God in the Ukraine.

December 21, 2004 | 5 comments

The Ukraine’s Orange Revolution has managed to be both Western/reformist/urban professional/liberalizing and God-fearing. Remarkable.

Adrian Karatynky reports (a hat tip to The Corner):

Mr. Yushchenko, who typically ends his speeches with “Glory to Ukraine, Glory to the Ukrainian People, and Glory to the Lord, Our God,” is a devout Orthodox Christian from northeastern Ukraine who regularly takes confession and communion. His faith is reinforced by his American-born wife, Katya Chumachenko, who last week told the Chicago Tribune: “We’re strong believers in God, and we strongly believe that God has a place for each one of us in this world, and that he has put us in this place for a reason.”

I wonder what Solzhenitsyn would think if he were Ukrainian.

5 Responses to God in the Ukraine.

  1. Mathew on December 21, 2004 at 1:30 am

    As pointed out in the article Adam references, the appeals to God, in Ukraine as in the U.S., have a political dimension that should not be ignored. No doubt Patriarch Filaret is loathe to have the Ukrainian Orthodox Church come under futher influence of the Russian Orthodox Church. When I was a missionary in Kiev a direct confrontation between the two took place when Filaret’s predecessor, Patriarch Volodymyr was taken to be buried in St. Sofia–a cathedral not far from Independence Square. Either soldiers or priests under Metropolitan Volodomyr Sabodan (the head of the Ukrainian branch of the (Russian) Orthodox Church loyal to Patriarch Aleksy II of Moscow) blocked the entry and a riot ensued in which three people were killed. The pavement in front of St. Sofia’s was torn up and Sabodan was interrred on the spot. I remember distinctly the news clips of the holy procession turning to bedlam as priests duked it out to see whose faith would be predominant in Ukraine.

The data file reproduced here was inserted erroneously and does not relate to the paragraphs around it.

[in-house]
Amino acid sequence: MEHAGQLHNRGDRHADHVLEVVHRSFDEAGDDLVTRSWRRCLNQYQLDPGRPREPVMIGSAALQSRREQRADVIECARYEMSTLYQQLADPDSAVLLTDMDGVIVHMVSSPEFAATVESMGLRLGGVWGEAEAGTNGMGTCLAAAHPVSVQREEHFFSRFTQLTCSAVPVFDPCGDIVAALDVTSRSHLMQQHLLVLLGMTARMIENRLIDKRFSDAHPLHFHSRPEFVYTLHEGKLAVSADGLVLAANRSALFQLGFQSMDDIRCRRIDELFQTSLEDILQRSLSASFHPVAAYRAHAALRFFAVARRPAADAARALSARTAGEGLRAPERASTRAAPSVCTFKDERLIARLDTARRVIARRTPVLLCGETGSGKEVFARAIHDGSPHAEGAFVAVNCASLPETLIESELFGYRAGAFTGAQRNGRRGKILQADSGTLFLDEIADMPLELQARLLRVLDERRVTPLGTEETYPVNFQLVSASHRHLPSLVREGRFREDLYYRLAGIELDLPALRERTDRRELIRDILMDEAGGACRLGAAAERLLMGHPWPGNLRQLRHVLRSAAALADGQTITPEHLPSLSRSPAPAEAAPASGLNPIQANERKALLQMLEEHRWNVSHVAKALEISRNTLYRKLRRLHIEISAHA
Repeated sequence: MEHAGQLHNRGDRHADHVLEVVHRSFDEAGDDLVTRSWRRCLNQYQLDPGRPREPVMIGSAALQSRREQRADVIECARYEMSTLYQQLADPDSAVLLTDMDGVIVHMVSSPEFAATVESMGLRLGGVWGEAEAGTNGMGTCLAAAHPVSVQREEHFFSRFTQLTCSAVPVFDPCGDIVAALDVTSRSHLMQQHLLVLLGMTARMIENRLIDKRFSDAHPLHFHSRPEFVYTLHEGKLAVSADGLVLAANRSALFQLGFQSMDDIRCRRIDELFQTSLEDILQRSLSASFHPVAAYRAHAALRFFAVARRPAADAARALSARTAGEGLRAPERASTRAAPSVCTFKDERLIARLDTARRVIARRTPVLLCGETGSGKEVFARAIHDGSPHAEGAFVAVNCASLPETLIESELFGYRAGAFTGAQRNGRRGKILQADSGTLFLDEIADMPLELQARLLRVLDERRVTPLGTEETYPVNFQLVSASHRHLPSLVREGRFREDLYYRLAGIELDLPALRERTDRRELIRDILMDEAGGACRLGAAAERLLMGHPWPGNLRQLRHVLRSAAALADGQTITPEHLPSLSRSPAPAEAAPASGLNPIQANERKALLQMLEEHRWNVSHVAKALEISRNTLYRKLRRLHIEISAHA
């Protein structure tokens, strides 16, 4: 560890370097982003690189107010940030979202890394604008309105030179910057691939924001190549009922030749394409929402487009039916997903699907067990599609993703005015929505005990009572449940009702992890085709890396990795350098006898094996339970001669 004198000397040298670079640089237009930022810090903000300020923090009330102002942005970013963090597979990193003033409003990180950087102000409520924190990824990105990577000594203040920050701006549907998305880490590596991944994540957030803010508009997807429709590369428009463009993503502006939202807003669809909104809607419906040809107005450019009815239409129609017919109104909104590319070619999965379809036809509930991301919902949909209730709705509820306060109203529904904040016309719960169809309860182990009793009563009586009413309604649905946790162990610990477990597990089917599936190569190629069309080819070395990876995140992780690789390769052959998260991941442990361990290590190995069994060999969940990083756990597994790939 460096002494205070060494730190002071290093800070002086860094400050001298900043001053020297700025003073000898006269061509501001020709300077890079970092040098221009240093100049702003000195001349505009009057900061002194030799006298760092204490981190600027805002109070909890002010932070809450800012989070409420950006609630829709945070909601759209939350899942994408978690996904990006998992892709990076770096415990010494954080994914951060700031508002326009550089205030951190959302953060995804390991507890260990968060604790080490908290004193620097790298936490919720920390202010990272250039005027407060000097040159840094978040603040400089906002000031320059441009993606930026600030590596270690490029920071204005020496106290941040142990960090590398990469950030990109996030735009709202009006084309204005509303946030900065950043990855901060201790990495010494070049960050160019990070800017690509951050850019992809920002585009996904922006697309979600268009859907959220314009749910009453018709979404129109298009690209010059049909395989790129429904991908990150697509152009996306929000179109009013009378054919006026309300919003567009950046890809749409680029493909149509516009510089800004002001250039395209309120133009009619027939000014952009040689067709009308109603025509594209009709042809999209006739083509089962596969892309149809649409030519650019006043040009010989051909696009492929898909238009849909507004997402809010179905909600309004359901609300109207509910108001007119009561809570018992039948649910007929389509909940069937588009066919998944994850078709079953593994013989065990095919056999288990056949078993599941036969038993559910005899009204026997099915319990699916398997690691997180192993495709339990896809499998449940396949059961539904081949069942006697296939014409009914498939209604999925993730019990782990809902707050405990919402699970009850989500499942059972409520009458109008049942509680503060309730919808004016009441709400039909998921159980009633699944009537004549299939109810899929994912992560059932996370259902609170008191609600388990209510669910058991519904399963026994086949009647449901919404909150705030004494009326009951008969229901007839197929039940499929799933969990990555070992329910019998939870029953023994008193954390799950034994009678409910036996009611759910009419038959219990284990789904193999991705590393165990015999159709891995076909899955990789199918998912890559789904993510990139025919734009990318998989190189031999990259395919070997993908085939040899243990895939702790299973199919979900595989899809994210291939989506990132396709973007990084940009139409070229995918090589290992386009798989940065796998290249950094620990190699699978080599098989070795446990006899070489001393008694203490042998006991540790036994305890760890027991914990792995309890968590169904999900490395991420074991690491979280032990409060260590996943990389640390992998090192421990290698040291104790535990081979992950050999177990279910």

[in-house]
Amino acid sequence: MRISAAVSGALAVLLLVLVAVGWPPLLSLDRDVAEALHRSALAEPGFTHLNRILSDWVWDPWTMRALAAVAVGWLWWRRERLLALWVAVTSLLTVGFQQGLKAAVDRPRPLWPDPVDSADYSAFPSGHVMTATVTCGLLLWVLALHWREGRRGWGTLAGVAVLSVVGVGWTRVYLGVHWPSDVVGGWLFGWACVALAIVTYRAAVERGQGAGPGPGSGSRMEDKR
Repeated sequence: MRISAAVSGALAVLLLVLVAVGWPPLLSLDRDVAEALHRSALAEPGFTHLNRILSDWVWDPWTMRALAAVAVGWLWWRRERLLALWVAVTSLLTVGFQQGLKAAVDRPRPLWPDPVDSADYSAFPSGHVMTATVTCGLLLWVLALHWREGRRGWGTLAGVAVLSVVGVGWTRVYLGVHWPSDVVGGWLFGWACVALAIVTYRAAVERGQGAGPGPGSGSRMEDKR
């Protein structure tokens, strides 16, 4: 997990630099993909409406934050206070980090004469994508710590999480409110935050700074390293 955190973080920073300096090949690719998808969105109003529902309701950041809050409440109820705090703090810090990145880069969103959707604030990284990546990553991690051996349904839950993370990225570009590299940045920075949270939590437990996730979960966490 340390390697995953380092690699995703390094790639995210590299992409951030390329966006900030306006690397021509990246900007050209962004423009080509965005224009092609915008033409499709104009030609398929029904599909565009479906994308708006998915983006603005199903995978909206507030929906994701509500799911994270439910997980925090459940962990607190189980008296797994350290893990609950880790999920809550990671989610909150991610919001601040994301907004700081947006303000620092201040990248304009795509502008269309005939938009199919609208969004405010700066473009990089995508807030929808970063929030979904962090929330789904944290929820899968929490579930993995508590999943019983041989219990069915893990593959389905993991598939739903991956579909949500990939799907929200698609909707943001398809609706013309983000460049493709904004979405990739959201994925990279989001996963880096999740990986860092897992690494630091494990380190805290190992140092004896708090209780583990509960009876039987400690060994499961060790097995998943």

2. Adam Greenwood on December 21, 2004 at 1:39 am

    Is the cathedral claimed by both orthodox groups then?

    Also, is Mr. Karatynky correct that (Orthodox) religiosity is on the rise?

  3. Last_lemming on December 21, 2004 at 9:13 am


    Could you clarify something for me? There seem to be two Volodymyrs in your account, but which is Sabodan—the dead Patriarch who was buried or the living Metropolitan who tried to block the burial?

  4. Geoff B on December 21, 2004 at 2:42 pm

    There are some remarkable things continuing to go on with the worldwide spread of democracy and freedom. Many people who were not religious (Ukrainians) are beginning to see that God does want them to have free agency. They are lining up against the secret combinations of the Communists and former Communists. I predict we’ll see a lot more of this in the coming years as the remaining non-free countries begin to become free so the Gospel can be preached there.

  5. Mathew on December 21, 2004 at 3:46 pm


    It was my understanding that both groups claimed the cathedral, but I’m not clear on the specifics.

    Last Lemming,

    Volodomyr Sabodan is the living patriarch representing the Russian Orthodox Church in Ukraine.

    I went to the Patriarch’s burial place on the 40th day after his death. The Russian/Ukrainian Orthodox believe that is the day the soul leaves the body and returns to God. There was a large crowd gathered and a nationalistic group in camos, Una Uno stood with linked arms around the area–ready to take on all (Russian) comers. Bus loads of soldiers were parked a few blocks, out of sight but at the ready. Nothing much happened, but I got some great pictures of higher-ups in the Ukrainian Orthodox Church performing a rite over the grave.


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